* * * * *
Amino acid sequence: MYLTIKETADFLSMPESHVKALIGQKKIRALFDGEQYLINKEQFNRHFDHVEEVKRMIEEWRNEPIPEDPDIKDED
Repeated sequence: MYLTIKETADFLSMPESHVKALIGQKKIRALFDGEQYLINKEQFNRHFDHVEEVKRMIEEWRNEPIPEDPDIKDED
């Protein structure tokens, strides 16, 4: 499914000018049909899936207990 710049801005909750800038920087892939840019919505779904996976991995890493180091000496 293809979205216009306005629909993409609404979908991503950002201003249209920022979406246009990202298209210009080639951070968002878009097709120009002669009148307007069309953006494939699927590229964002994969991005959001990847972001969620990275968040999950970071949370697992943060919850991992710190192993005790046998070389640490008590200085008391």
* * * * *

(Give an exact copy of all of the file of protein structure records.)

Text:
Amino acid sequence: MYLTIKETADFLSMPESHVKALIGQKKIRALFDGEQYLINKEQFNRHFDHVEEVKRMIEEWRNEPIPEDPDIKDED
Repeated sequence: MYLTIKETADFLSMPESHVKALIGQKKIRALFDGEQYLINKEQFNRHFDHVEEVKRMIEEWRNEPIPEDPDIKDED
């Protein structure tokens, strides 16, 4: 499914000018049909899936207990 710049801005909750800038920087892939840019919505779904996976991995890493180091000496 293809979205216009306005629909993409609404979908991503950002201003249209920022979406246009990202298209210009080639951070968002878009097709120009002669009148307007069309953006494939699927590229964002994969991005959001990847972001969620990275968040999950970071949370697992943060919850991992710190192993005790046998070389640490008590200085008391």